First Invite Love In: 40 Time-Tested Tools for Creating a More Compassionate Life

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Wisdom Publications, Mar 10, 2010 - Psychology - 256 pages
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A Spirituality & Practice "Best Spiritual Books of 2010" winner.

First Invite Love In is a beautiful collection of exercises inspired by the ancient meditative arts of Tibetan Buddhism. Tana Pesso and the Penor Rinpoche work together to create a guidebook for anyone who would like to live more compassionately, wisely, and with an open and inviting heart.

Moment by moment, thought by thought, step by step we can transform our minds through time-tested compassion practices, and ultimately create a garden of delight out of any life history or current circumstance, regardless of how traumatic or difficult. There are countless examples of people from all spiritual paths, faiths, and religions who have experienced terrible hardships or even themselves created hardships and suffering for others, who have turned their minds towards love and compassion and found peace and happiness.

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About the author (2010)

Tana Pesso holds an undergraduate degree from Harvard College and a master's degree in public policy from Harvard's Kennedy School of Government. She lives in Rockport, Massachusetts.

Penor Rinpoche was the head of the Nyingma school of Tibetan Buddhism. Born in 1932 in Eastern Tibet he was renowned by all as an exemplary master of the Tibetan tradition. He tirelessly taught devoted students around the world. He passed away in 2009.

Tenzin Gyatso, the Fourteenth Dalai Lama, is the spiritual leader of the Tibetan people. He frequently describes himself as a simple Buddhist monk. Born in northeastern Tibet in 1935, he was as a toddler recognized as the incarnation of the Thirteenth Dalai Lama and brought to Tibet's capital, Lhasa. In 1950, Mao Zedong's Communist forces made their first incursions into eastern Tibet, shortly after which the young Dalai Lama assumed the political leadership of his country. He passed his scholastic examinations with honors at the Great Prayer Festival in Lhasa in 1959, the same year Chinese forces occupied the city, forcing His Holiness to escape to India. There he set up the Tibetan government-in-exile in Dharamsala, working to secure the welfare of the more than 100,000 Tibetan exiles and prevent the destruction of Tibetan culture. In his capacity as a spiritual and political leader, he has traveled to more than sixty-two countries on six continents and met with presidents, popes, and leading scientists to foster dialogue and create a better world. In recognition of his tireless work for the nonviolent liberation of Tibet, the Dalai Lama was awarded the Nobel Peace Prize in 1989. In 2012, he relinquished political authority in his exile government and turned it over to democratically elected representatives.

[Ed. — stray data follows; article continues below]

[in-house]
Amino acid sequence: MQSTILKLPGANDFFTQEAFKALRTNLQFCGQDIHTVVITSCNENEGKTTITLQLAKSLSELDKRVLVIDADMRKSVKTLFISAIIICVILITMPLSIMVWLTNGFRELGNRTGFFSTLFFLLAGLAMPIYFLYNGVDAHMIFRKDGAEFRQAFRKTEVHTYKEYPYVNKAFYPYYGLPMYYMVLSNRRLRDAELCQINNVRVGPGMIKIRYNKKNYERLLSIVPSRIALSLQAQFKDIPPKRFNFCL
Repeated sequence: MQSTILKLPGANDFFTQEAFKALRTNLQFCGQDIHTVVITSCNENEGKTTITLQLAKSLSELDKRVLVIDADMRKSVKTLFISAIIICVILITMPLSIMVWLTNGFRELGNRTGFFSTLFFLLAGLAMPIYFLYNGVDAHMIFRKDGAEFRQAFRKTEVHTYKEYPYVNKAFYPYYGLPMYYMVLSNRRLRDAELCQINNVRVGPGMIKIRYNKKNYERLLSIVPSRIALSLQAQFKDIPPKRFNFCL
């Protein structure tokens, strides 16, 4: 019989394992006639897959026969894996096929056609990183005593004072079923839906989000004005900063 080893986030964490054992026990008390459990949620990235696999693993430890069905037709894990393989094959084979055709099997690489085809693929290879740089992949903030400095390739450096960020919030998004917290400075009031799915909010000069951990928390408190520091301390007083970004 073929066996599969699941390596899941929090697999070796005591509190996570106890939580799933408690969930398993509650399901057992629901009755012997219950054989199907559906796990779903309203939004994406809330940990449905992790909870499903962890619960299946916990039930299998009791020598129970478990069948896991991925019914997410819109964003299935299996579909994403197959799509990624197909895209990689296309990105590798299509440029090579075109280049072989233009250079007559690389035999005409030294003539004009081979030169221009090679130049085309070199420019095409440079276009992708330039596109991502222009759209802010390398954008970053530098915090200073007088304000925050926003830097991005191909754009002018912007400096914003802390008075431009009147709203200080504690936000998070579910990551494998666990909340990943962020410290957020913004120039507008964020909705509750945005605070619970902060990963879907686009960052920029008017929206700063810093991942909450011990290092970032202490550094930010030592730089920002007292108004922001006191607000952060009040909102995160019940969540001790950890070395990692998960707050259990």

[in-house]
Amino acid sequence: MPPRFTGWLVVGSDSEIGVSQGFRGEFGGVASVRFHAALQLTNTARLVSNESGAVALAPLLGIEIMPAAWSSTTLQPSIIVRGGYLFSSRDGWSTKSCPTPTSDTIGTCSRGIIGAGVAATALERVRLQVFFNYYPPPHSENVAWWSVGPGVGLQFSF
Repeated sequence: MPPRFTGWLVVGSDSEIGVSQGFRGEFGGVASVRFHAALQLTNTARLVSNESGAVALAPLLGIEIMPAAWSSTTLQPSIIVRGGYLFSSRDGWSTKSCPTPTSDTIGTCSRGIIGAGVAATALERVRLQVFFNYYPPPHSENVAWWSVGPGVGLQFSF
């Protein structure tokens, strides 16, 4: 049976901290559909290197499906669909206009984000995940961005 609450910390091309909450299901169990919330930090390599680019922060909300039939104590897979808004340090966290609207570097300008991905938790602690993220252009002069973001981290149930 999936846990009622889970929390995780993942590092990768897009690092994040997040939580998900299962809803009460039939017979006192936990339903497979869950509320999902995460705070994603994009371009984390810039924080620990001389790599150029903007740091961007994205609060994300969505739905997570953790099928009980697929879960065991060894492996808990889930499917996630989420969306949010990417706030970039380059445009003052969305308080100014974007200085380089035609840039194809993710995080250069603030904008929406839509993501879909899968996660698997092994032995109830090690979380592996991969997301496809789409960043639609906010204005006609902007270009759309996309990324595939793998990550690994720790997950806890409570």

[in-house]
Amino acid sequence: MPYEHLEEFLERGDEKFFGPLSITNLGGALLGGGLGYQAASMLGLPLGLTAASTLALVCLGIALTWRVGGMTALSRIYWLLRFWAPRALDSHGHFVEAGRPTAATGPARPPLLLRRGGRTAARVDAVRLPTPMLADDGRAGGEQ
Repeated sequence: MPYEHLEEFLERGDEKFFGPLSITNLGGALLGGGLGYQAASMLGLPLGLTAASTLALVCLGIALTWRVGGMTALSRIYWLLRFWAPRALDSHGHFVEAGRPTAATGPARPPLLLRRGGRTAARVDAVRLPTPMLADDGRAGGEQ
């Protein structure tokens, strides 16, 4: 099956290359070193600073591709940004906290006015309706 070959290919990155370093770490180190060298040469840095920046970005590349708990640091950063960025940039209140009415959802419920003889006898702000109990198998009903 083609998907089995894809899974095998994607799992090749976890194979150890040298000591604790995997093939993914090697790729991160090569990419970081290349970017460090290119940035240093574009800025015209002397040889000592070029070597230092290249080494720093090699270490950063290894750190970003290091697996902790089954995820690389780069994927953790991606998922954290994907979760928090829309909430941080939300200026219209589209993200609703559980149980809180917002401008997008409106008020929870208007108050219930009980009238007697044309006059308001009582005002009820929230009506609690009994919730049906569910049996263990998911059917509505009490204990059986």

His Holiness frequently states that his life is guided by three major commitments: the promotion of basic human values or secular ethics in the interest of human happiness, the fostering of interreligious harmony, and securing the welfare of the Tibetan people, focusing on the survival of their identity, culture, and religion. As a superior scholar trained in the classical texts of the Nalanda tradition of Indian Buddhism, he is able to distill the central tenets of Buddhist philosophy in clear and inspiring language, his gift for pedagogy imbued with his infectious joy. Connecting scientists with Buddhist scholars, he helps unite contemplative and modern modes of investigation, bringing ancient tools and insights to bear on the acute problems facing the contemporary world. His efforts to foster dialogue among leaders of the world's faiths envision a future where people of different beliefs can share the planet in harmony. Wisdom Publications is proud to be the premier publisher of the Dalai Lama's more serious and in-depth works.

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